Why is it that in cinema, remakes are so often reviled, whereas in theater, each new production of a classic play brings a fresh wave of anticipation, as we wonder how the director and cast might choose to interpret the characters this time around, and thrill to the idea of watching the material brought to life again? That question is further complicated in the case of Anton Chekhov’s “The Seagull,” since no definitive big-screen adaptation of the 1896 play exists. Sadly, that will not change with the arrival of director Michael Mayer’s latest attempt, despite the tantalizing prospect of seeing actresses as great as Saoirse Ronan, Elisabeth Moss, and Annette Bening in the three leading female roles.
Whether you know the play well or are experiencing it for the first time, you may well find yourself asking, What was Mayer hoping to achieve? Despite the gift of Chekhov’s words (as adapted by Stephen Karam) and a noteworthy cast (which also boasts “House of Cards” actor Corey Stoll as celebrated writer Tregorin), the play has been transformed into a whirling pinwheel of busy activity and swooping camera moves, brusquely cut and energetically scored to suggest a kind of urgency that’s entirely at odds with its setting, which remains the far-from-Moscow remove of a 19th-century Russian estate.
There, using the tired device of giving audiences a taste of the climax before jumping back in time (which means flashing upon the gathering that will be so rudely interrupted by a rifle blast at the end of the play, without introducing the gun — Chekhov’s gun — quite so early), Mayer assembles a cluster of characters who burn with unrequited love for one another. Masha (Moss) loves Konstantin (Billy Howle), an earnest young playwright with impossibly high standards. Konstantin loves Nina (Ronan, who co-stars with Howle to deeper ends in the upcoming “On Chesil Beach”), a rich local girl with dreams of becoming an actress. Nina loves Tregorin (Stoll), the toast of Moscow, whose success as a writer further inflames Konstantin’s jealousy. And Tregorin loves the attention, having shown up as little more than arm candy for Konstantin’s mother, Irina (Bening), a self-important old actress and supreme diva.
Watching Bening do what Bening does as Irina is arguably the greatest pleasure “The Seagull” has to offer, at least in this particular incarnation, as she peacocks around her wealthy brother Sorin’s rural estate (the old man is played by Brian Dennehy). Irina treats even her offstage moments as if she were performing for a packed house — which, of course, she is to some extent, considering that, whether on stage or screen, her character is grandstanding as much for the real-world audience as she is for her family’s benefit. She comes on big, but the role is written in such a way that Bening also gets to reveal the character’s fragile insecurity as the show goes on.
Contrast that with Nina’s overconfident inexperience — the young debutante believes she has the potential to be a great actress as well, despite an all-too-evident lack of ability — and you have the foundation for comedic cross-generational tension, especially as Tregorin turns his attention from the woman whose vanity he feeds (Irina) to the naive ingenue who plays neatly into his own. This dynamic is all the more delicious in that it gives Ronan (one of her generation’s most impressive talents) a chance to share her idea of bad acting in Konstantin’s conceptual theater piece — a dense, deliberately self-important play-within-the-play that is too jumpily presented to work effectively here (in Stanislavsky’s revolutionary staging, the actors were famously seated with their backs to the audience).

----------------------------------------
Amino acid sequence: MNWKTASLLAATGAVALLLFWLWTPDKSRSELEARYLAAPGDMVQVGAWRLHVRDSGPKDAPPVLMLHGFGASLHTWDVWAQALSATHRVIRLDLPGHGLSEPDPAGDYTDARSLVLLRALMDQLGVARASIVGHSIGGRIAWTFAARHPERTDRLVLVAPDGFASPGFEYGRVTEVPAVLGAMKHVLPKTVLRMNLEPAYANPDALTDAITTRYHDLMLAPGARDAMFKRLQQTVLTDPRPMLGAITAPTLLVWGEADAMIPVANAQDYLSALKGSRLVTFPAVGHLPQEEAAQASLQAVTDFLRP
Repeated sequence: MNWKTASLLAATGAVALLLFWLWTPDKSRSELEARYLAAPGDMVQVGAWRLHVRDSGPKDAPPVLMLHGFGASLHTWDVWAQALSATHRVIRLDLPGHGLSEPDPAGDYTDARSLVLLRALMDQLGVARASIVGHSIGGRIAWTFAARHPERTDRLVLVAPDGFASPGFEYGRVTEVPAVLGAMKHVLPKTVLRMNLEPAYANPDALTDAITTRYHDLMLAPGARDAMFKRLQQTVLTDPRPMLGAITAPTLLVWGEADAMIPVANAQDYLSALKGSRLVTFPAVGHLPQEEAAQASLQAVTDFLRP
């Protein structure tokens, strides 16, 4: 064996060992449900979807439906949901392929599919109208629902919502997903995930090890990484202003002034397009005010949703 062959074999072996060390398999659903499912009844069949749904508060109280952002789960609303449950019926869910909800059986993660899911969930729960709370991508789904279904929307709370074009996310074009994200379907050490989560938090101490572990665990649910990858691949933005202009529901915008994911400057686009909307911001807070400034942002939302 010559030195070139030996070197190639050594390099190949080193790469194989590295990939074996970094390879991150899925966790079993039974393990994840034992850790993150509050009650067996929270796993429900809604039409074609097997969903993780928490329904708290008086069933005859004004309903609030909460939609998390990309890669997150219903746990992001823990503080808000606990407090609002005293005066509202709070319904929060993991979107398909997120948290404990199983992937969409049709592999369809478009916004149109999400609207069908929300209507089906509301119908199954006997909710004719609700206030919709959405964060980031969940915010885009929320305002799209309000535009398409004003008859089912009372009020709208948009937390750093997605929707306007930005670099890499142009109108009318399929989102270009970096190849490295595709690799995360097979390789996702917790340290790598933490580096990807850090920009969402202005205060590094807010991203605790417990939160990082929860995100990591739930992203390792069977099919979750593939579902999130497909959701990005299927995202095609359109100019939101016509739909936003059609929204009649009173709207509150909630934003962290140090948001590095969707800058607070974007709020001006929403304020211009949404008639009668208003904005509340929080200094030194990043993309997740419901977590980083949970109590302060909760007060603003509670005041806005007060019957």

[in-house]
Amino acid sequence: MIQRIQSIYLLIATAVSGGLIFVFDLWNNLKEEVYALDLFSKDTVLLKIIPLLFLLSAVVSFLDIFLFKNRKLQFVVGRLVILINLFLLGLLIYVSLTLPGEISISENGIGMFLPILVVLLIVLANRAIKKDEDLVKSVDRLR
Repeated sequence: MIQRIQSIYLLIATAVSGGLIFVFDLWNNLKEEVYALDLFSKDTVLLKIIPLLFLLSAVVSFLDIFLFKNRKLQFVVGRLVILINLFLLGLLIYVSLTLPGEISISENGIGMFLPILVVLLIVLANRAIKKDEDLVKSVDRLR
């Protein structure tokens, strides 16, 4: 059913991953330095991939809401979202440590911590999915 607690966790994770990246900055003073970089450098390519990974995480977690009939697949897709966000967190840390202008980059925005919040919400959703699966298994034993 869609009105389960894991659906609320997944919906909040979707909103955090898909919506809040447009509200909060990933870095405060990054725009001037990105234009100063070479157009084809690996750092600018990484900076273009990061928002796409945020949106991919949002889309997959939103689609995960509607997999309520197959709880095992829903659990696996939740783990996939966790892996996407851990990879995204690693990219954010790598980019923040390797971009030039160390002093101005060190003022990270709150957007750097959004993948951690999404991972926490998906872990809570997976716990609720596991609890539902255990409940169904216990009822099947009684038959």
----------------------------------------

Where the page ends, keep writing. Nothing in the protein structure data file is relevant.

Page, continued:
Romantic and family folderol aside, one of Chekhov’s sincerest themes in “The Seagull” concerns the seriousness of art and how easily the public can be fooled into falling for cheap, pandering melodrama instead — a subject the Russian playwright addressed in the spirit of laugh-out-loud comedy by setting his play amid a community of writers and actors, established and aspiring (it is, after all, a very funny show). Every director who has ever tackled “The Seagull” must wrestle with these meta issues, and though the humor remains in Mayer’s telling, it’s often lost amid the other distractions.
Mayer (who made his directing debut with the deeply felt “A Home at the End of the World”) has plenty of stage experience, but no one would accuse him of making this adaption feel too stuffy or theatrical. If anything, he has turned the very advantages that film offers as a medium — the ability to frame and focus the audience’s attention, the chance to compress/expand/repeat time, and that elusive sense of realism Chekhov pursued onstage throughout his career — against the play itself, upstaging the emotional truths and dramatic twists that really ought to be the focus, to the point that those unfamiliar with the source material might do well to read up on it before seeing this attention-deficit adaptation.
Reshuffling a number of well-known scenes, Mayer inexplicably bumps one of the play’s best-known lines (when asked why she always wears black, Masha replies, “I’m in mourning for my life”) from the opening scene to a seemingly random spot later on, encouraging Moss to further drown her melancholy in broadly pantomimed inebriation (which becomes a running joke). Among the adaptation’s other mysteries, adopting DP Matthew J. Lloyd’s aggressively handheld shooting style raises the question of why Mayer didn’t update the setting to a more modern milieu — the way recent adaptations “Hollywood Seagull” and “Days and Nights” did with America’s West and East coasts. In a sense, each new take on Chekhov sheds insight on the timelessness of the material, and yet, this one does more to reveal missed opportunities for the next team to explore.